These tensions are painted with extremely broad brushstrokes, and relate to my work as a whole, rather than to any one particular poem or lesson; it may not be possible to bridge each of them within the course of a single poem or lesson. What I'd like to do now is briefly to look at the first tension, between 'fun' poetry and 'deep' poetry.

I perceive this as a tension in part because of my experiences with a variety of children's poetry. I notice that some poets write stuff about snot and farts, which makes kids laugh but which doesn't carry any deeper message - the equivalent of Viz magazine perhaps - and some poets write earnest little numbers about 'deep' stuff like sunsets and love. My point is not that either of these is wrong per se, but that each is diminished in the absence of the other: only silly stuff and the potential for words to touch the core of our psyche is not explored; only deep stuff and kids, like adults, will think "whatever, lets go watch television." The optimum, then, would be to achieve a balance.

The reality of this tension in my own work was brought home to me last night, when I was babysitting my young cousins. When I had put them to bed I decided, in a rare moment of self-discipline, to sit at their kitchen table and write a poem. I decided that this would be a 'deep' poem, a poem about a boy and his father watching a bonfire, the bonfire serving as a metaphor for their love for each other (insert either "ahhh!" or "pass the sickbag" depending on which side of the 'tension' your proclivities lie). My 10-year-old cousin Jack couldn't sleep, and came downstairs. He asked what I was doing, and I told him that I was writing a poem. He looked over my shoulder and said "but Josh, you don't write poems like that. You write catchy rhyming stuff." (Notice that he is referring to form as well as content: catchy rhyming stuff.)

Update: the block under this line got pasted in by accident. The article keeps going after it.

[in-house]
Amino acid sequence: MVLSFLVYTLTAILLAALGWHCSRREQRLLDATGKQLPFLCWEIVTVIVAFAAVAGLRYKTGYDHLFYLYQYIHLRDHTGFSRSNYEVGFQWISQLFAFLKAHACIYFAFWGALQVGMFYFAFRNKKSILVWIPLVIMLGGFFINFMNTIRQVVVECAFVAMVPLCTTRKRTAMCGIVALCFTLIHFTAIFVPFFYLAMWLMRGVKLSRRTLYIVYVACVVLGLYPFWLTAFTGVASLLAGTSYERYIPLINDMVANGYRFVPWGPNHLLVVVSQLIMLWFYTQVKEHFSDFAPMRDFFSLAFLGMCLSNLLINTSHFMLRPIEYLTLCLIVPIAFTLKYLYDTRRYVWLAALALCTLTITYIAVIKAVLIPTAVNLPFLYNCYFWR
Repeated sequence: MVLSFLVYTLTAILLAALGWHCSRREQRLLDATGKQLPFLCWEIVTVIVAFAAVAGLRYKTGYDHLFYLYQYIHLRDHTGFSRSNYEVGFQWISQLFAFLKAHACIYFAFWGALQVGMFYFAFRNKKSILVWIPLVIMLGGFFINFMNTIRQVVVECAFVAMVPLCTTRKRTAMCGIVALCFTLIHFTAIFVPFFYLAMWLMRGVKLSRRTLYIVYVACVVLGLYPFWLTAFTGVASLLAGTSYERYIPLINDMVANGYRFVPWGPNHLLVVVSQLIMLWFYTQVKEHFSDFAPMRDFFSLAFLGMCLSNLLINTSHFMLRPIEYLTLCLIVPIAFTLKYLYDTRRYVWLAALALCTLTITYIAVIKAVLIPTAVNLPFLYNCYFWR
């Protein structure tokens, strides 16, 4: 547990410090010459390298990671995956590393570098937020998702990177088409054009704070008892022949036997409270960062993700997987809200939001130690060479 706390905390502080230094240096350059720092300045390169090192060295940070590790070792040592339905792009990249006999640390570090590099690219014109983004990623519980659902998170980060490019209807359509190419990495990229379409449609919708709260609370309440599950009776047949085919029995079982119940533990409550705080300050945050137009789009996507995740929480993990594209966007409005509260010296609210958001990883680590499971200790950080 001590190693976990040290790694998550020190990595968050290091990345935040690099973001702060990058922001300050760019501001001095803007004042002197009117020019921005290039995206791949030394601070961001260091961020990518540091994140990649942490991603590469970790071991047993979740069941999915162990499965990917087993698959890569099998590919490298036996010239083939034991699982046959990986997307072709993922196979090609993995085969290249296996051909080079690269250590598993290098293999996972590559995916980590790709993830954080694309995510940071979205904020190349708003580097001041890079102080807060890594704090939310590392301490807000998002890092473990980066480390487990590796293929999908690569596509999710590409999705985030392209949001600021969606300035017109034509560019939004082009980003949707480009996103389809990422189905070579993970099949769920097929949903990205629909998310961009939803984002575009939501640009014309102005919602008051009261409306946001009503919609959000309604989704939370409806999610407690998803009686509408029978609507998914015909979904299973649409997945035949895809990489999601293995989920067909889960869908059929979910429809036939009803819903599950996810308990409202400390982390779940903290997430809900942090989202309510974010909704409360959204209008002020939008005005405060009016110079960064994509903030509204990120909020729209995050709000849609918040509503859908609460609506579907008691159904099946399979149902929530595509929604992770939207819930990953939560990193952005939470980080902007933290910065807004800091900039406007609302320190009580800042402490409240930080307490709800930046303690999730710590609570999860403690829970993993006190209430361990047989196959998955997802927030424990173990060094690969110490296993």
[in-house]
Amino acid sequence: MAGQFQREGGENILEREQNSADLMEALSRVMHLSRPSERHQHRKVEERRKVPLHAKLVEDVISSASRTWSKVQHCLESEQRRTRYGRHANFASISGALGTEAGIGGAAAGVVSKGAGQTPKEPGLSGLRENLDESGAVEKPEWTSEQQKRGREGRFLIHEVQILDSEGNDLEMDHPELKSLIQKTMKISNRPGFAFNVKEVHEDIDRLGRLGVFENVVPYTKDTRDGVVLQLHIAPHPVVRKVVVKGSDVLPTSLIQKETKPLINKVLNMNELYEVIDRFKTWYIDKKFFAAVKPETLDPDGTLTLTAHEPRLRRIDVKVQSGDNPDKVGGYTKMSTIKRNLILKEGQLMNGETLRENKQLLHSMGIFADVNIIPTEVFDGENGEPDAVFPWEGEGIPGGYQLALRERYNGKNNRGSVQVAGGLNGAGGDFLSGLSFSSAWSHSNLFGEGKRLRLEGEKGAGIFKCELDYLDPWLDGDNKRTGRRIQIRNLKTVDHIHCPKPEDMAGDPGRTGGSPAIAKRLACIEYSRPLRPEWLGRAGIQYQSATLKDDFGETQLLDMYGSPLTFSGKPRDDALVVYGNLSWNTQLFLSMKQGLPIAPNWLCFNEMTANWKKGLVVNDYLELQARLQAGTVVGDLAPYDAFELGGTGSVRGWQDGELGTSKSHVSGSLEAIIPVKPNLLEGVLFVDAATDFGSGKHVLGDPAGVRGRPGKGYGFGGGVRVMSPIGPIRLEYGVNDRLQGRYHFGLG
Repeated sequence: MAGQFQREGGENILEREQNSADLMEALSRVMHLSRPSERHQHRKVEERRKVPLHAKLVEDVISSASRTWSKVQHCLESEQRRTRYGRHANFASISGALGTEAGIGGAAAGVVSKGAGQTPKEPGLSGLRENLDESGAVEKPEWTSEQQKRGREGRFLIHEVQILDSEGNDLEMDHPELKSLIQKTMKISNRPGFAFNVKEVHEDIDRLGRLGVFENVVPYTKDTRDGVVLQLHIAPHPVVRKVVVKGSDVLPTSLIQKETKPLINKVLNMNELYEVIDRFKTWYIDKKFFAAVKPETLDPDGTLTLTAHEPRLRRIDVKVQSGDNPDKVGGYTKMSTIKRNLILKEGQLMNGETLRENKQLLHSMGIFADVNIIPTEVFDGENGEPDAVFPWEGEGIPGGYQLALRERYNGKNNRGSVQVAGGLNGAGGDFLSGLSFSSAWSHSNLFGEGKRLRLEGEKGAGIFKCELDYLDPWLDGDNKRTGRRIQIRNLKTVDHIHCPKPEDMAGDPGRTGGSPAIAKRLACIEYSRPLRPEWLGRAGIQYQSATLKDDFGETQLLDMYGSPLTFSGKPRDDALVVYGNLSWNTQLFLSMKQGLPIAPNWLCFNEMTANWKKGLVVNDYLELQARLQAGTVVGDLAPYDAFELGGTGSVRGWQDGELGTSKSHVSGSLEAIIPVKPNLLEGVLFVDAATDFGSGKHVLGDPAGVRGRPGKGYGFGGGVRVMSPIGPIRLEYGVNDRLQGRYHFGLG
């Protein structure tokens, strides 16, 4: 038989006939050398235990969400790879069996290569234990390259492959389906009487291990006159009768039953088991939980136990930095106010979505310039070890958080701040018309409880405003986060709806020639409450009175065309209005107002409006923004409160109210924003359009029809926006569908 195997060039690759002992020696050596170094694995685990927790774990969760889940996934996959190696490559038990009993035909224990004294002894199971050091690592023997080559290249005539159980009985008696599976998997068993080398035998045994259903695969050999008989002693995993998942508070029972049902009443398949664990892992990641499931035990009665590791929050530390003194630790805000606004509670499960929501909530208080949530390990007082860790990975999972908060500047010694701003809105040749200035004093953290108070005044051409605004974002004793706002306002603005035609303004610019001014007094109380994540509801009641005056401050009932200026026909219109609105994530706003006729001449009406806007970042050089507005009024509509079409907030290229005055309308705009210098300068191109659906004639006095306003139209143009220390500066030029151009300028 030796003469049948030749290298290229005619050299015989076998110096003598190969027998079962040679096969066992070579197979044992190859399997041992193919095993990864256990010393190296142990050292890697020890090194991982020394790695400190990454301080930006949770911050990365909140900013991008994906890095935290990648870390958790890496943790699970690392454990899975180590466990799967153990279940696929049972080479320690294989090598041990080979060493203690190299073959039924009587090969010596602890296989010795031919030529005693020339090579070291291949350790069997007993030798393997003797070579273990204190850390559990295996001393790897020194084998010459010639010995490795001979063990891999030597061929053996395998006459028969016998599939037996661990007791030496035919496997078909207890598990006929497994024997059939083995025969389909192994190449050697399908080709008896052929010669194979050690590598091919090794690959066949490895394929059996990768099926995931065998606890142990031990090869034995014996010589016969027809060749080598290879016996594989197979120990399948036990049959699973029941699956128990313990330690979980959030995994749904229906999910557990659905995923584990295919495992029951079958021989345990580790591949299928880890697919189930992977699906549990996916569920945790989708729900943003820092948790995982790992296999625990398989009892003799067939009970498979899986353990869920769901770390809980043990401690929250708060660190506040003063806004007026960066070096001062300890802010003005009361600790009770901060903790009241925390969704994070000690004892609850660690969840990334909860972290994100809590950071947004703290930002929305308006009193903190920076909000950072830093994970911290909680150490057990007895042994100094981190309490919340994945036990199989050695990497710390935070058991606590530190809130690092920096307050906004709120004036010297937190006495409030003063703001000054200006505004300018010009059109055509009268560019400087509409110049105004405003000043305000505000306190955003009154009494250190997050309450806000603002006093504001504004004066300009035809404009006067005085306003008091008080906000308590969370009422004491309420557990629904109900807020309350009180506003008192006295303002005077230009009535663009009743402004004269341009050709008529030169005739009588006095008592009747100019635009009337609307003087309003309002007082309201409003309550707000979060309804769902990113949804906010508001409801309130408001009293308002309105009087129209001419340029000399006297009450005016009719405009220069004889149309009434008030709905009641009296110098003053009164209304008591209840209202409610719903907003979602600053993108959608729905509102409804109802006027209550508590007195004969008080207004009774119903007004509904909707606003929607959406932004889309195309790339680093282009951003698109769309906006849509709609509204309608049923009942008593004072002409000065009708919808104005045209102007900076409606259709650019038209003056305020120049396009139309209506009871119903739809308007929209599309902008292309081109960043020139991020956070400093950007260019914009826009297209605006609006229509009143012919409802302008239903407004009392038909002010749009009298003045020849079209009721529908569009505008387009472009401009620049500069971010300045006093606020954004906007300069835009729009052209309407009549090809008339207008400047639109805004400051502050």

I told him that variety is good, and that I write lots of different stuff. However, the challenge, for me, is not simply to write lots of different types of poems, but to imbue the whole body of work with a sense of being recognisably 'mine'; it is to bridge the tension, and all the other tensions mentioned above, in a way  that does not leave me seeming like a variety of different people. In other words, it is to encompass many different possibilities within the parameters of a single unified poetics, rather than dabble in lots of different, erm, poeticses [?].

To return to my cousin. What he meant was that he liked the catchy, rhyming stuff and he wanted me to write more of it. So after having explained to him that variety is good, and that if you have just catchy rhyming stuff you leave your horizons fairly limited, I decided that now would be a good time to GIVE THE PEOPLE WHAT THEY WANT! So I invited him to sit and help me write a catchy rhyming poem, about a subject of his choice. In the spirit of nothing other than fun, then, here is the poem we came up with together (WARNING: it is ridiculously silly. The fact that he couldn't sleep for laughing determined that this was a good thing):

My Sister

If you come over to my house
And look inside my loo,
There will be a big surprise - 
A special treat for you. 

You may not see it straight away
In fact you may well miss her,
But if you peer really close
I think you'll see my sister. 

You may think this is rather strange
You may think it's absurd,
But this, I promise, is the truth:
My sister is a turd.